Nature on our doorsteps - If only those trees could talk . . .

By Rosaleen Dwyer

Rosaleen Dwyer is the County Heritage Officer at South Dublin County Council – every week she gives us an insight into the natural heritage around us and the beautiful biodiversity of the plants and creatures

Well, maybe they do! There is growing evidence from scientific research which suggests that trees do indeed communicate with one another, through a ‘Wood-Wide Web’.

While they do not speak as we do, trees nonetheless appear to communicate, particularly when growing together naturally in woodlands.

Trees in old woodlands are connected together through soil fungi compressor

Trees in old woodlands are connected together through soil fungi­

In return, the trees provide sugars to the fungus.

We usually only see these fungi when they appear as mushrooms on the surface of the soil.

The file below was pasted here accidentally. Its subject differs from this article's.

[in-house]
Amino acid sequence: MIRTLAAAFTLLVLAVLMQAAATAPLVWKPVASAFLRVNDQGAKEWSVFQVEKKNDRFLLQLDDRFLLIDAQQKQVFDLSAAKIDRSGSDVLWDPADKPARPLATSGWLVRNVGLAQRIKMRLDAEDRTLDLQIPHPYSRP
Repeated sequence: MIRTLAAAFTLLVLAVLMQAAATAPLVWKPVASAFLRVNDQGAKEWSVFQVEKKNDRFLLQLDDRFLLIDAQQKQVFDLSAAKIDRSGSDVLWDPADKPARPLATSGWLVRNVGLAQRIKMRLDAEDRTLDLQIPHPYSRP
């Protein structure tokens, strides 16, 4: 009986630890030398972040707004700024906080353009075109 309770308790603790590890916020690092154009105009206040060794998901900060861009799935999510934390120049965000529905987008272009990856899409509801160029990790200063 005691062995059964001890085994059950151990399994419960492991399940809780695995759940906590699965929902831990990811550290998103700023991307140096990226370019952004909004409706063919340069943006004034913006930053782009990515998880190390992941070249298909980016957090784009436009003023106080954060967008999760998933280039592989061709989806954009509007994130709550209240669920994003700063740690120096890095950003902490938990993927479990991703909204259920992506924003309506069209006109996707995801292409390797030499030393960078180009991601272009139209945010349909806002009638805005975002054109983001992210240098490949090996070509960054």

The rest of the fungus exists underground as a huge web of white threads of root-like structures called mycelium.

This forms the communication network between the woodland trees.

A line of mushrooms like this indicates an underground network compressor

A line of mushrooms indicates an underground network

Along with the nutrients that are being exchanged between the trees and the fungi, tree hormones and other chemical messages are also being circulated around the wider mycelium network.

So, instead of competing with one another for nutrients, trees in fact appear to share their nutrients and hormones via this fungal network.

This provides a support mechanism, helping the woodland prepare for (and survive) challenges like drought, disease, and attack by grazing animals and insects.

It’s good to talk, even for trees!

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